Whatever the reliability of the figures, it seems possible  that the Republic has been managing  Covid 19 better – or has been luckier- than Northern Ireland. Whether this can be accounted for by the incubus of UK delay and the complexity of a bigger country with an older average population will emerge from the inevitable spate of inquiries. But north -south coordination and  cooperation over phasing out lockdown would seem to be essential. And yet so little has emerged about …

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Good time to bring merit in government back into electoral politics?

As we watch how our various ministers deal with the first genuine crisis of their careers, it seems like a good time to see if the management and emergence from Covid-19 gives us any ideas on how we can improve our overall governance in Northern Ireland. Paul Gosling uploaded an interesting article earlier this week in which he raised certain ways in which our system of devolved government could be reformed in the general interest. Paul’s focus was largely on …

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SDLP suggestion for saving the press welcome, but publishers must dig deep too

Earlier this month I uploaded two articles here asking how our local press might emerge from lockdown and sharing my concerns about the ability of some of them to do so. Since then the future of regional and local newspapers all over the UK has become a pretty hot topic, with staff being furloughed at most papers and others even indefinitely suspending publication. Local journalists – including quite a few very good ones of my acquaintance – have been tweeting …

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Is the coronavirus emergency an excuse not to implement the new abortion regulations?

Are Northern Ireland civil servants and health trusts stalling on implementing abortion regulations passed by Westminster during Stormont’s suspension because of DUP pressure? Perhaps not, they have a lot else on their plate; but it doesn’t look good.  How will GP surgeries react? Will there be a significant number of conscientious objectors to abortion referrals and  prescribing morning after pills? The Executive – wouldn’t you know it – is split. Arlene Foster has made no secret of her opposition but …

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Better news after Swann’s savaging. But we need more local reporting in depth. Urgently

We’ve now  received more positive news about the running story in the last 24 hours, like Randox is now supplying NI directly. The running story is course  essential. but  needs to be set in context  Why aren’t the regular media producing the sort of comparative analysis  just supplied by Ian James Parsley?. The political argy bargy distorts the  real story that matters. It’s amazing the Executive can’t get this act together to  produce this sort of report as  a matter …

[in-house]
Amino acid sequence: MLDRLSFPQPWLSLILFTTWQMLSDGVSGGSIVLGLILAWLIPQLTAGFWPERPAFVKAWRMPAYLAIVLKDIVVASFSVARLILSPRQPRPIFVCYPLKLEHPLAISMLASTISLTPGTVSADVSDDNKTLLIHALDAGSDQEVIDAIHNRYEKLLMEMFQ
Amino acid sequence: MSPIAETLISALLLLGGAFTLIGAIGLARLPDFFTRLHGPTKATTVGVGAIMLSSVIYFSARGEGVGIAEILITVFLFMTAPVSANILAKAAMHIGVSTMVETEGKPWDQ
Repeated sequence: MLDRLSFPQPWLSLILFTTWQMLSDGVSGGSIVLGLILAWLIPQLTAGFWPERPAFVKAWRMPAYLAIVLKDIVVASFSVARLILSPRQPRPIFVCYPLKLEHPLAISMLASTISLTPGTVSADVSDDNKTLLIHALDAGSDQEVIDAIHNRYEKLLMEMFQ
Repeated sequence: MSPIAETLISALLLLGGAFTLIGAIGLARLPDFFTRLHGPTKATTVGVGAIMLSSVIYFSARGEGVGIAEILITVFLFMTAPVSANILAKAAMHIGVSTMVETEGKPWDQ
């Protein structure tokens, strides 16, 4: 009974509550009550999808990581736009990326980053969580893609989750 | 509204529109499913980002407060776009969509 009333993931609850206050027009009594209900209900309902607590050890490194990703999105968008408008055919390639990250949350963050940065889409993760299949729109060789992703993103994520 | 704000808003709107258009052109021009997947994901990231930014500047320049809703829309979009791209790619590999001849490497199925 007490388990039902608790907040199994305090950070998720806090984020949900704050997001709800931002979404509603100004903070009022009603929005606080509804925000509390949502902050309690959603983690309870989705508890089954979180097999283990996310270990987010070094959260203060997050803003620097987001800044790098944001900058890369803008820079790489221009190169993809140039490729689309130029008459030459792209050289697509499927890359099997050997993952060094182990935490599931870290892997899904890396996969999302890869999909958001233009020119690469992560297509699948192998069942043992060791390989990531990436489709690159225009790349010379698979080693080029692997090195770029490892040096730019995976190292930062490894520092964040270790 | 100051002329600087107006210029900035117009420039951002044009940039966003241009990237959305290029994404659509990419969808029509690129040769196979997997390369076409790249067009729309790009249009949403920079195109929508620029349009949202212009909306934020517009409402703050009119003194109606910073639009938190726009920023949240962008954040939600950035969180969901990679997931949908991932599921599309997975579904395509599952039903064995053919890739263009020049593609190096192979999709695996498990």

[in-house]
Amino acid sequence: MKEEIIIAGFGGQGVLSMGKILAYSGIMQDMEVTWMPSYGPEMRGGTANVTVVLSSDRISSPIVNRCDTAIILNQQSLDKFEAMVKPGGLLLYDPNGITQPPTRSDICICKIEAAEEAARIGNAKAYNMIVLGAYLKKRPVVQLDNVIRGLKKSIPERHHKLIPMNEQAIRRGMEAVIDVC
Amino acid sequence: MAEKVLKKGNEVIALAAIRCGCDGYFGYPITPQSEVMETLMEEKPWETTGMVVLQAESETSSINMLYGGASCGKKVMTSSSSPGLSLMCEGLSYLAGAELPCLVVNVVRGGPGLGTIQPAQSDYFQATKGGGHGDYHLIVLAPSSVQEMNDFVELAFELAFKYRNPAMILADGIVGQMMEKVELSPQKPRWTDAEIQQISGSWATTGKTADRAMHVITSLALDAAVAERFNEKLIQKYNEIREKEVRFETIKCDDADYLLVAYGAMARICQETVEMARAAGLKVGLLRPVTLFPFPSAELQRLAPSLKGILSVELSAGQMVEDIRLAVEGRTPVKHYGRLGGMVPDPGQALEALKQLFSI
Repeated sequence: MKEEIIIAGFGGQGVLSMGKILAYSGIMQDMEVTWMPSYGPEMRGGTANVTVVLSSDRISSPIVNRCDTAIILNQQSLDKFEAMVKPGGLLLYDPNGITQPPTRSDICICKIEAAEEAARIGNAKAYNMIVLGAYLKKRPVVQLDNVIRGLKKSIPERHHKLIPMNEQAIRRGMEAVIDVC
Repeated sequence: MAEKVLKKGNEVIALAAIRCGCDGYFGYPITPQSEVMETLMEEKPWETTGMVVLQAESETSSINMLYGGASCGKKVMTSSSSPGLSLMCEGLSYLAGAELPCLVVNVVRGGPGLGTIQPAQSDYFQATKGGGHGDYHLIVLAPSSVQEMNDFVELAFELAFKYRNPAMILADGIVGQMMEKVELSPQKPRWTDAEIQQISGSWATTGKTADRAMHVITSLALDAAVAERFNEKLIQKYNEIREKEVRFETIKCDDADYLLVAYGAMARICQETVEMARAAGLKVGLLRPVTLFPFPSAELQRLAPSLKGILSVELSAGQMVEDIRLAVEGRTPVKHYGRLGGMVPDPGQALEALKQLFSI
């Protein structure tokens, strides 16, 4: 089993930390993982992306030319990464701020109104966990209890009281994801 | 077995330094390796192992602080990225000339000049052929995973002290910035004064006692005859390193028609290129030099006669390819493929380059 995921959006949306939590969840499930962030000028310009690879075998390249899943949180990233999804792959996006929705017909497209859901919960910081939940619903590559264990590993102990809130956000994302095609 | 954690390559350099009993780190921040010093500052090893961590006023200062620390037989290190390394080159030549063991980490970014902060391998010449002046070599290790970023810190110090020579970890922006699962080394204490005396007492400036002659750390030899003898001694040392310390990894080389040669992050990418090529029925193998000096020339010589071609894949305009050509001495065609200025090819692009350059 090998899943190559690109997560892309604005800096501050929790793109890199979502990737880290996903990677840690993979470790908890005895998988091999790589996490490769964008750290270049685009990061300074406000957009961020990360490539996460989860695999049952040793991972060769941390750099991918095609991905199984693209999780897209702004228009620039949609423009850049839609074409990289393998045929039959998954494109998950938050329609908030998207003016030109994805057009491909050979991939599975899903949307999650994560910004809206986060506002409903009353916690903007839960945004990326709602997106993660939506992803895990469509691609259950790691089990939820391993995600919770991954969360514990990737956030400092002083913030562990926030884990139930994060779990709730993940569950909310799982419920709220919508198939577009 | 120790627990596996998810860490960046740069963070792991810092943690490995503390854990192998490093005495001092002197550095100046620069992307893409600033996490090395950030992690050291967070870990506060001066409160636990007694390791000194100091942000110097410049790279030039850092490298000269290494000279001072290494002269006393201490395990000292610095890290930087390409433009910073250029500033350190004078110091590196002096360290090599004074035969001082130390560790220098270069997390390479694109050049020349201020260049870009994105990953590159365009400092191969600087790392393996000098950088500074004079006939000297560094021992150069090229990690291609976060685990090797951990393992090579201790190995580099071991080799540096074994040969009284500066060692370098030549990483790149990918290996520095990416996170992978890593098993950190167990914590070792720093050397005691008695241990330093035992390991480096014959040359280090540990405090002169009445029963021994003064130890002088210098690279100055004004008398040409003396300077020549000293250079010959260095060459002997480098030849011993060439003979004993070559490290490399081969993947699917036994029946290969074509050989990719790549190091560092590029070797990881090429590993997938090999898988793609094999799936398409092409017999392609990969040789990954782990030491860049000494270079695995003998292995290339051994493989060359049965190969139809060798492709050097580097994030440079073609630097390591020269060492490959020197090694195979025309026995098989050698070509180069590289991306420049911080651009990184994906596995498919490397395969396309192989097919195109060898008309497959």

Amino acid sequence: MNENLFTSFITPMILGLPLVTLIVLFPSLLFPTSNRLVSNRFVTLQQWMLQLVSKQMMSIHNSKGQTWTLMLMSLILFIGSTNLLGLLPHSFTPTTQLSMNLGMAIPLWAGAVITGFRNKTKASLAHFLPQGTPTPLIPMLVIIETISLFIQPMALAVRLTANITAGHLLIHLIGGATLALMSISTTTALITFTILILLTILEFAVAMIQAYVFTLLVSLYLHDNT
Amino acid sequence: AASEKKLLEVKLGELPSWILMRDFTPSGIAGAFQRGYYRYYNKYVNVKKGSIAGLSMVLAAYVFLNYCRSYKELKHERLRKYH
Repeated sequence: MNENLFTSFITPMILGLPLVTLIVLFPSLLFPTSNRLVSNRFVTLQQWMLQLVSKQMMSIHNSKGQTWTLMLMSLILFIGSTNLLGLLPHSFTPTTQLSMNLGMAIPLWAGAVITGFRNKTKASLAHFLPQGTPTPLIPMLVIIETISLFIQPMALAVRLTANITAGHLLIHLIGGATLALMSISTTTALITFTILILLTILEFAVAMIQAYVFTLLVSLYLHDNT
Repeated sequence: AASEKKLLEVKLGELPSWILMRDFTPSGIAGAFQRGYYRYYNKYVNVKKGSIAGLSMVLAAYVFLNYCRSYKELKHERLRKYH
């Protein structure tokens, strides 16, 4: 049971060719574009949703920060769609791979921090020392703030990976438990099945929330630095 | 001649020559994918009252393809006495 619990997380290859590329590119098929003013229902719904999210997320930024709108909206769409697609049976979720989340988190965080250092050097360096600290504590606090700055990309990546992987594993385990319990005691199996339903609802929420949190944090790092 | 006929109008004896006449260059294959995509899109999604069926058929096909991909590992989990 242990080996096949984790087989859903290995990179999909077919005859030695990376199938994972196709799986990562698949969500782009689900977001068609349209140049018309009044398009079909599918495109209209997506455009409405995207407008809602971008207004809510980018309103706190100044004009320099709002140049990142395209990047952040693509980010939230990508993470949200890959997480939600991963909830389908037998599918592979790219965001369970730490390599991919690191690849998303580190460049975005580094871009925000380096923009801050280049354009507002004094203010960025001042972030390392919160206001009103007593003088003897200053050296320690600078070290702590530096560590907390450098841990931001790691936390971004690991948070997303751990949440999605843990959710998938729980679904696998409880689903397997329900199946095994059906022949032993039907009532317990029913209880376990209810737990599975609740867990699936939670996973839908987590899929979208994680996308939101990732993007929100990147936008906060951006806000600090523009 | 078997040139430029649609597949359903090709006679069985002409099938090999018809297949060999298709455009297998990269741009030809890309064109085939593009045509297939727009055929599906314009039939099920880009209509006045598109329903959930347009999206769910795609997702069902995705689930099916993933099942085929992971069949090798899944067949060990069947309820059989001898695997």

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By all means, hold the UK government’s feet to the fire. But collaboration with the Republic is no magic bullet.

We can hardly be surprised when the fault lines opened during this emergency.  As a society still in recovery from a different sort of crisis, let’s admit we all – all –  need help to avoid reverting to the old sectarian ding dong. Social media is a virus in itself and social distancing is its incubator. The first thing to hold onto is that we really are all in this together. The second is that things can only get worse …

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How are we really doing compared to the south and GB? The public health and economic positions of coronavirus for Northern Ireland need more searching inquiry

North -south differences of approach to Covid 19 are hampering the chances of saving lives, according to an epidemiologist Prof Gabriel Scally.  He brings apparent authority to differences which have been aired politically but not as far as I’ve seen among other  experts. These differences should surely be resolved at a north-south ministerial meeting today. Scally writes in the Irish News.. The advice to someone in Lifford with symptoms of the disease is to self-isolate for a minimum of 14 …